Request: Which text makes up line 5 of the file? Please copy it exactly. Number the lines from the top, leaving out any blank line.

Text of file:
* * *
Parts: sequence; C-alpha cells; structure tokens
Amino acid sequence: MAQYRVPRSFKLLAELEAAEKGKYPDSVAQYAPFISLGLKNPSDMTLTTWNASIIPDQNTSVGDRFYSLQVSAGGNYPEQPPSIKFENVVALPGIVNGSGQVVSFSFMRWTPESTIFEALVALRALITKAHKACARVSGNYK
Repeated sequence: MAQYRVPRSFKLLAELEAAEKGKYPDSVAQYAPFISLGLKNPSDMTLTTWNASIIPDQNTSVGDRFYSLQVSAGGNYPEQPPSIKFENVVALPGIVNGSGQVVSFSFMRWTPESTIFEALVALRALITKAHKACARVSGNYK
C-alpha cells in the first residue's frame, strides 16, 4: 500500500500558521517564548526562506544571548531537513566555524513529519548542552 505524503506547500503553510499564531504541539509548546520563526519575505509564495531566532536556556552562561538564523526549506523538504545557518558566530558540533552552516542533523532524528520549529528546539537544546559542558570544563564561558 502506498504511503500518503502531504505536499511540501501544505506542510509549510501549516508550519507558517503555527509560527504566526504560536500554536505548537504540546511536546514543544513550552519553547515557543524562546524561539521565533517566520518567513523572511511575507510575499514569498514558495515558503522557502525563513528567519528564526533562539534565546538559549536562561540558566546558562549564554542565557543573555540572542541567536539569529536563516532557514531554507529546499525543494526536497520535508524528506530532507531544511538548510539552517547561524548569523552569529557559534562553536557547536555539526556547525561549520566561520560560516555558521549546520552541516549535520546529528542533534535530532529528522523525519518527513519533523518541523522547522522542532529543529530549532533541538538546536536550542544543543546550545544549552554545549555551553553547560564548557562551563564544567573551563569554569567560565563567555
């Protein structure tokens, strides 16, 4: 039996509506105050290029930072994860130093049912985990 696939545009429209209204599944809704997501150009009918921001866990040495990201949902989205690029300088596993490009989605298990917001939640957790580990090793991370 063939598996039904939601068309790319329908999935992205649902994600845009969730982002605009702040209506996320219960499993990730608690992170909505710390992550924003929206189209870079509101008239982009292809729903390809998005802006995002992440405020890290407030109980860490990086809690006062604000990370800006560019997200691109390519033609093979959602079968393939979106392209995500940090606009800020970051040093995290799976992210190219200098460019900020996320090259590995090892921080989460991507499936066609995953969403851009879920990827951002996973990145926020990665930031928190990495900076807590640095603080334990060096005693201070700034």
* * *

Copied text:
């Protein structure tokens, strides 16, 4: 039996509506105050290029930072994860130093049912985990 696939545009429209209204599944809704997501150009009918921001866990040495990201949902989205690029300088596993490009989605298990917001939640957790580990090793991370 063939598996039904939601068309790319329908999935992205649902994600845009969730982002605009702040209506996320219960499993990730608690992170909505710390992550924003929206189209870079509101008239982009292809729903390809998005802006995002992440405020890290407030109980860490990086809690006062604000990370800006560019997200691109390519033609093979959602079968393939979106392209995500940090606009800020970051040093995290799976992210190219200098460019900020996320090259590995090892921080989460991507499936066609995953969403851009879920990827951002996973990145926020990665930031928190990495900076807590640095603080334990060096005693201070700034």